In addition to looking for promising film, von Kühn said a big part of the grant decision-making process is finding artists and projects that are open to and can most benefit from the resources SFFILM has to offer.  This is why for grantees living outside the Bay Area are required to spend two of the six months of the granting phase at the FilmHouse.

“There should be a significant shift for the project by coming through here as opposed to just being another grant,” said von Kühn.

SFFS FilmHouse
SFFS FilmHouseErin Lubin

Cowan concurred, pointing to SFFS’s tradition of creating an environment at FilmHouse that encourages peer review, where filmmakers have a community outside their office doors that can supply trusted and instant feed back. “I think that there’s a benefit to this more boutique approach to filmmaker support that we offer,” said Cowan.

One of those filmmakers who took advantage of this was von Kühn herself. Before coming to work at SFFILM, she was the producer of “The Fixer,” which received five different SFFS Grants (Screenwriting, Packaging, Pre-Production, Production and Post-Production for a total of $208,000 of support). The film society, which prides itself on supporting creative producers, gave von Kühn the space and funding to step away from her life in New York and Maine (von Kühn was a founder of the Points North Institute, and worked for the Camden International Film Festival) to focus on the film.

“[What] I found most invaluable when I came to this program wasn’t just a production grant that allowed me to afford my movie, but actually gave me the gift of time that you can’t afford as an indie filmmaker,” said von Kühn. While at FilmHouse, she was also introduced to SFFILM board members who individually invested in the film.

SFFS FilmHouse
SFFS FilmHouseErin Lubin

Having experienced firsthand the help that SFFILM can provide, she joined the staff in November to help guide filmmakers into getting the most out of the local community. One of the key changes that will be happening under her leadership come November is that the program will shift more toward a mentor-based program by formally bringing into FilmHouse top-tier field producers, screenwriters, editors, lawyers and other industry experts to help guide projects.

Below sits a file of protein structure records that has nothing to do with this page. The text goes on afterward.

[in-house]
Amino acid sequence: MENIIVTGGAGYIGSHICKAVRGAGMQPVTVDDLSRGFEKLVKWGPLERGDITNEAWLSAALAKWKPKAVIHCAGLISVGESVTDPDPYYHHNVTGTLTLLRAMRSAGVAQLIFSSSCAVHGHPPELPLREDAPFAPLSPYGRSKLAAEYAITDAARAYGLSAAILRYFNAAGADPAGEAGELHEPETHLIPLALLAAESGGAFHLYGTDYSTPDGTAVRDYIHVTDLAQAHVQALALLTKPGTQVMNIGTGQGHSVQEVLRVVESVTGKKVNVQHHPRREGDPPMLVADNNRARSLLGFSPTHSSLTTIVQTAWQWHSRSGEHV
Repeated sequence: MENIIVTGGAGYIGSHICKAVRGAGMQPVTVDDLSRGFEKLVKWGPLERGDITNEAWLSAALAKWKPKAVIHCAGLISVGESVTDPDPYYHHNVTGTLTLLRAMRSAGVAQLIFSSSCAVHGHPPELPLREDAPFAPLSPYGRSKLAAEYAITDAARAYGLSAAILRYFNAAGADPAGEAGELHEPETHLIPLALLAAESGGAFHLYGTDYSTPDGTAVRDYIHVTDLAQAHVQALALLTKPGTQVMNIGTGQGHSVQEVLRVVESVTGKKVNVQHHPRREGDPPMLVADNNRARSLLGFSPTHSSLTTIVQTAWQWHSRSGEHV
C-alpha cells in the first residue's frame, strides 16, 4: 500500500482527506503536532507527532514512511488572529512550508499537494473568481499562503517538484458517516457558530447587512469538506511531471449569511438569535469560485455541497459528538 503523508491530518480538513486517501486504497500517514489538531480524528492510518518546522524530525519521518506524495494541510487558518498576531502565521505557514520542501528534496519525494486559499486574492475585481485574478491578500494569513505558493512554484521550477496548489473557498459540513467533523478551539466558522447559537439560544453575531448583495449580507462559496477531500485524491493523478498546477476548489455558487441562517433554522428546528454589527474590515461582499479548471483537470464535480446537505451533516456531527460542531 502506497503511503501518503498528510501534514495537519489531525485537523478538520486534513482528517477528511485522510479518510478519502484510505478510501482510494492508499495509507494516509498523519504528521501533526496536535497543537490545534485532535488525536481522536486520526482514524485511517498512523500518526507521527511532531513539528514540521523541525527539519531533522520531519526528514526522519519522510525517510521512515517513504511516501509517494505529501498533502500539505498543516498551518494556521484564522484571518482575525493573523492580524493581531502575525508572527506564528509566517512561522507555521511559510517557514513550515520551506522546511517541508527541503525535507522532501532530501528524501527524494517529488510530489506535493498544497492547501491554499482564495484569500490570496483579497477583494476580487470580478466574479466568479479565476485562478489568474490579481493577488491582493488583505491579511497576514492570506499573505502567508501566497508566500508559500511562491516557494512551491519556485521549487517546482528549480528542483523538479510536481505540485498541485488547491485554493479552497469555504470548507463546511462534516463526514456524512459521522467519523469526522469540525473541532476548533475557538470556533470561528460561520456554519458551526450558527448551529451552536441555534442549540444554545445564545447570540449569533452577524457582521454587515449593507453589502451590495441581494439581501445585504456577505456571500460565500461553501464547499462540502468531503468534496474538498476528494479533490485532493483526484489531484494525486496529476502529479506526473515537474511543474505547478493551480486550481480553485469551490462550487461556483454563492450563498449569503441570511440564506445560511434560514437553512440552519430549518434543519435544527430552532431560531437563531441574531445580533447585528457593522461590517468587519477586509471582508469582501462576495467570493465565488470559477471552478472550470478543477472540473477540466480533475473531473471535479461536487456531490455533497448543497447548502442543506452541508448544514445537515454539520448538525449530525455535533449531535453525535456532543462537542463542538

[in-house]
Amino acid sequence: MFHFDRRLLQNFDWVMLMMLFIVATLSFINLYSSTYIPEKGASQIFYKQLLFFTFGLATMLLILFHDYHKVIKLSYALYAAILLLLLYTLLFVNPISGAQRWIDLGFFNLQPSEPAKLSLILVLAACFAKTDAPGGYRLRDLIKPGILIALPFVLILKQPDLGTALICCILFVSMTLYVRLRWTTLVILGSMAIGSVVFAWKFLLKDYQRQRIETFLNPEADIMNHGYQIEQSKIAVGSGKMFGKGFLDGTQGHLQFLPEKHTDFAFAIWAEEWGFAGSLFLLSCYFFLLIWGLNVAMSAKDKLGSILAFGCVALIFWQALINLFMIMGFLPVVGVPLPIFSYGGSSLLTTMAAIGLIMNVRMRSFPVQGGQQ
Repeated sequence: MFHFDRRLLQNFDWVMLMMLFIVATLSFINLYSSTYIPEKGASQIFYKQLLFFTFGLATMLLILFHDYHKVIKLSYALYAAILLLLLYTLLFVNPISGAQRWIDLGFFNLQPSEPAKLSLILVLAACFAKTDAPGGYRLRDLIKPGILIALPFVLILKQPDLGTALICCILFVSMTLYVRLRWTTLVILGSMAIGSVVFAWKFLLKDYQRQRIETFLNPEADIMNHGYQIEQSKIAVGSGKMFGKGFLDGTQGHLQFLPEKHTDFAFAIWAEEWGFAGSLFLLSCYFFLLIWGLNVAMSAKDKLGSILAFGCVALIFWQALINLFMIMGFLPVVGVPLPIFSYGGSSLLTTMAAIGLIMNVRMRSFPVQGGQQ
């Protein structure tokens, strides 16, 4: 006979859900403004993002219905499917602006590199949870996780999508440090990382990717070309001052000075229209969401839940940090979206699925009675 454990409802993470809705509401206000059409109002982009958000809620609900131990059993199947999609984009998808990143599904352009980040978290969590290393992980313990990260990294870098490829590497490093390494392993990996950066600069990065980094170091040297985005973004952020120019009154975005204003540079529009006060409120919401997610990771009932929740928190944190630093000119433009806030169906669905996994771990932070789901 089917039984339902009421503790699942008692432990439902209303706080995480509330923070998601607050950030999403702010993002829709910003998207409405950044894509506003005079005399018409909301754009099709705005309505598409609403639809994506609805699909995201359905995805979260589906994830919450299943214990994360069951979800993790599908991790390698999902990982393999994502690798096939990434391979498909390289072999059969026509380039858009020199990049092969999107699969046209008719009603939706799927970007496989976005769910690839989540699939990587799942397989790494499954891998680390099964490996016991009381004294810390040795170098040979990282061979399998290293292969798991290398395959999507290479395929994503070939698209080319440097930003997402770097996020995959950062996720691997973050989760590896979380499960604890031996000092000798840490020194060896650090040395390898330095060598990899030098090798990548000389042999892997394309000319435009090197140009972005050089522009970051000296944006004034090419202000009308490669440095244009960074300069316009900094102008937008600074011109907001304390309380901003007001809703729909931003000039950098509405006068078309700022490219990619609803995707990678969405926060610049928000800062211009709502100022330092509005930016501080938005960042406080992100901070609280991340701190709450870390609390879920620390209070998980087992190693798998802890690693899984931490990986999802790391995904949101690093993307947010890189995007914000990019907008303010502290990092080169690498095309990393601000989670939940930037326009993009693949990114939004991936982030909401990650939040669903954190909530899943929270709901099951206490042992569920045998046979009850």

“We as an institution can offer feedback on rough cuts based on our experience, but the idea is to bring in really qualified industry leaders to be the ones to give creative advice and really build an unofficial executive producer suite to support the filmmakers,” said von Kühn. “[This will] allow us also as an organization to take risks on voices that aren’t defined yet, or sort of emerging voices, but giving them infrastructure and support to set them up for the best kind of success for their first or second films.”

READ MORE: How ‘Patti Cake$’ Director Geremy Jasper Went from Indie Rocker to Breakout Filmmaker — Sundance 2017

Below are the  SFFS Maker backed projects playing at the SFFILM Festival 2017.

The SF International Film FestivalSFFILM

“Bill Nye: Science Guy” (David Alvarado, Jason Sussberg, USA)
SF Film Society FilmHouse Resident during its development.

“Discreet” (Travis Mathews, USA)
Mathews was a SF Film Society FilmHouse Resident during the film’s development.

“Dolores” (Peter Bratt, USA)
2016 SF Film Society Documentary Film Fund winner for postproduction

“The Force” (Peter Nicks, USA)
2015 SF Film Society Documentary Film Fund winner for postproduction

“Patti Cake$” (Geremy Jasper, USA)
Spring 2014 SF Film Society / KRF Filmmaking Grant winner for packaging

“Walking Out” (Alex Smith, Andrew Smith, USA)
Andrew Smith is a current SF Film Society FilmHouse Resident Fall 2016 SF Film Society / KRF Filmmaking Grant winner for postproduction

patti cakes sundance
“Patti Cake$”Sundance


“American Paradise” (Joe Talbot, USA)
Joe Talbot is a current SF Film Society FilmHouse Resident Fall 2016 SF Film Society/KRF Filmmaking Grant for packaging of the feature film expansion of “American Paradise.”

“The Boombox Collection: Zion I” (Mohammad Gorjestani, USA)
Mohammad Gorjestani was a SF Film Society FilmHouse Resident during the development of this film.

“Gut Hack” (Mario Furloni, Kate McLean, USA)
Mario Furloni and Kate McLean were SF Film Society FilmHouse Residents during the development of this film.

“Happy Birthday Mario Woods” (Mohammad Gorjestani, USA)
Mohammad Gorjestani was a SF Film Society FilmHouse Resident during the development of this film.